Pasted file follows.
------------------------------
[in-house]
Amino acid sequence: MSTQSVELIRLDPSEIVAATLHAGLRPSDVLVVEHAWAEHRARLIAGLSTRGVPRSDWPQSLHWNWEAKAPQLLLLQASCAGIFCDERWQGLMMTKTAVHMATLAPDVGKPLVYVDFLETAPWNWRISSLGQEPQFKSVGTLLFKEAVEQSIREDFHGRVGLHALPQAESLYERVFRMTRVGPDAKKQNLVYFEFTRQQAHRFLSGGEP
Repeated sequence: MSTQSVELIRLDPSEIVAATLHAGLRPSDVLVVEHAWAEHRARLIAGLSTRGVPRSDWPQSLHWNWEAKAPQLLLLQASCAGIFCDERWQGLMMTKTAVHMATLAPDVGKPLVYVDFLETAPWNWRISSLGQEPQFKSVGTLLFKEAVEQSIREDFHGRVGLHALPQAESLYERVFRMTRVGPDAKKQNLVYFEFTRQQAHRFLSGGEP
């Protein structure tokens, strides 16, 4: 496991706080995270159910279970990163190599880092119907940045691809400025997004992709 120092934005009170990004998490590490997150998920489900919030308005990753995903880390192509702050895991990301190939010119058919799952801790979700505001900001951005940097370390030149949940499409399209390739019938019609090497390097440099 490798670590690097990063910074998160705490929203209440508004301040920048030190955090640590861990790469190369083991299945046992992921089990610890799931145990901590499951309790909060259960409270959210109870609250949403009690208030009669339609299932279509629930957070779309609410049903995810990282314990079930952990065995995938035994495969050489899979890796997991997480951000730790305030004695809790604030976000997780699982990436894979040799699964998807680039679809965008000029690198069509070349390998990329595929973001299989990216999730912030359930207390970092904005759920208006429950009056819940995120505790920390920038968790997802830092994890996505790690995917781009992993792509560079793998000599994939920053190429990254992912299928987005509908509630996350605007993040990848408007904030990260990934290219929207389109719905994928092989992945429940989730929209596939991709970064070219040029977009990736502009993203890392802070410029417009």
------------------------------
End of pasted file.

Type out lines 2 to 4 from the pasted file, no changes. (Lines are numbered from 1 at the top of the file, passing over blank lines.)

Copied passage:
Amino acid sequence: MSTQSVELIRLDPSEIVAATLHAGLRPSDVLVVEHAWAEHRARLIAGLSTRGVPRSDWPQSLHWNWEAKAPQLLLLQASCAGIFCDERWQGLMMTKTAVHMATLAPDVGKPLVYVDFLETAPWNWRISSLGQEPQFKSVGTLLFKEAVEQSIREDFHGRVGLHALPQAESLYERVFRMTRVGPDAKKQNLVYFEFTRQQAHRFLSGGEP
Repeated sequence: MSTQSVELIRLDPSEIVAATLHAGLRPSDVLVVEHAWAEHRARLIAGLSTRGVPRSDWPQSLHWNWEAKAPQLLLLQASCAGIFCDERWQGLMMTKTAVHMATLAPDVGKPLVYVDFLETAPWNWRISSLGQEPQFKSVGTLLFKEAVEQSIREDFHGRVGLHALPQAESLYERVFRMTRVGPDAKKQNLVYFEFTRQQAHRFLSGGEP
């Protein structure tokens, strides 16, 4: 496991706080995270159910279970990163190599880092119907940045691809400025997004992709 120092934005009170990004998490590490997150998920489900919030308005990753995903880390192509702050895991990301190939010119058919799952801790979700505001900001951005940097370390030149949940499409399209390739019938019609090497390097440099 490798670590690097990063910074998160705490929203209440508004301040920048030190955090640590861990790469190369083991299945046992992921089990610890799931145990901590499951309790909060259960409270959210109870609250949403009690208030009669339609299932279509629930957070779309609410049903995810990282314990079930952990065995995938035994495969050489899979890796997991997480951000730790305030004695809790604030976000997780699982990436894979040799699964998807680039679809965008000029690198069509070349390998990329595929973001299989990216999730912030359930207390970092904005759920208006429950009056819940995120505790920390920038968790997802830092994890996505790690995917781009992993792509560079793998000599994939920053190429990254992912299928987005509908509630996350605007993040990848408007904030990260990934290219929207389109719905994928092989992945429940989730929209596939991709970064070219040029977009990736502009993203890392802070410029417009």